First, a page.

A couple of summers ago my family and I took a trip to Boston, Massachusetts. We watched a live reenactment of the Boston Tea party, webwalked through the historic districts, visited old style printing shops, and experienced hundreds of years of pure history. The air smelt of patriotism. Of all the American history we witnessed, one piece still impacts me this present day. It embodies strong families, the humble people who came over on the Mayflower: the National Monument to the Forefathers.
The Mayflower finally reached what would become Boston Harbor in November of 1620. One-hundred and two colonists unloaded and faced winter on their own, in the wilderness. Most would die within the next few months. These brave few were mainly European Puritans.
In an effort to keep the peace, the Mayflower Compact was written. A forerunner to the modern constitution, the compact was the first American document establishing self-government.
The Puritans built most of their laws around what they believed to be a universally held set of morals. A common example of Puritan law being enforced is the scarlet letter. In extreme cases citizens could be exiled, as was the founder of Providence, Rhode Island.
What They Stood For
As the Puritans were fleeing from religious persecution in Europe, they held little respect for those who could not stand up for their beliefs. In Plymouth, Puritan life centered on religious freedom and humility, with a new aspect of day-to-day survival. Puritans often married young and raised their many children to follow the laws of their society.
Puritans strove to be the best that they could be within their circumstances. Whether in dealing with Indians or fellow Europeans, integrity was upheld. Surviving in the wilderness and building a city from scratch caused tensions and death, but the Puritan society succeeded.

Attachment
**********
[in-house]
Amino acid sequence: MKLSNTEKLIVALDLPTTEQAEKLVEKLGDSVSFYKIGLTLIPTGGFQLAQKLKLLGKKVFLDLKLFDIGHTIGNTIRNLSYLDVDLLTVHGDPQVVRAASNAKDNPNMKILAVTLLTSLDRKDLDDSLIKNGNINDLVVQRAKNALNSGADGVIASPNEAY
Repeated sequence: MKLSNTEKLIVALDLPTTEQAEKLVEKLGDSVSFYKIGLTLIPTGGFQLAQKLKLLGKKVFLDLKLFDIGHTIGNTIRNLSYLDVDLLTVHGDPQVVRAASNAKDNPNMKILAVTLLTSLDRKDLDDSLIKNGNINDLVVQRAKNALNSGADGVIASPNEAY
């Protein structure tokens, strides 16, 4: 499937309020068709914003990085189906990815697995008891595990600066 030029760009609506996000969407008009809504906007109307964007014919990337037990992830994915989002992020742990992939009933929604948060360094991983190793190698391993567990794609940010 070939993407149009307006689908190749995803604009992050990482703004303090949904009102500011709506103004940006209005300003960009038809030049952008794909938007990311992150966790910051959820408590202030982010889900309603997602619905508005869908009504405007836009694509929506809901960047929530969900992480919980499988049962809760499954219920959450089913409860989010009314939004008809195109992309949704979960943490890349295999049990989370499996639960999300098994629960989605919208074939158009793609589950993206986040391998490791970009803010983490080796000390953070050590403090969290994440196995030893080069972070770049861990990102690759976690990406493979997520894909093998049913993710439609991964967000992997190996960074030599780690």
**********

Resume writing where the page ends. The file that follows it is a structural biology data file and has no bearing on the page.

How They Did It
After a short period of what some might call socialism, the people of Plymouth decided it was time for change. Rather than simply rationing produce, everyone was allotted a piece of land on which to grow food. By providing each and every family an equal opportunity to grow food, productivity rose. One would not eat if one did not work. This system allowed for harder working farmers to be more successful. These men would then trade produce for goods, establishing an economy.
By dividing the people of the colony into families, and assigning bachelors or orphans to family units, the Puritan family generally grew together. Puritans realized the importance of strong family units in the process of self government. Like individual links create a chain, the Puritans believed the key to a strong government was a strong family.
The Family Map
Located in a Massachusetts neighborhood is one the most forgotten of American monuments. This Civil War era, solid granite statue, depicts the secret to a strong family, from the view of a Puritan.
The monument is divided into five sections, each relating to a specific aspect of family life. The Puritan recipe for a strong family is as follows: faith, education, morality, law, and freedom.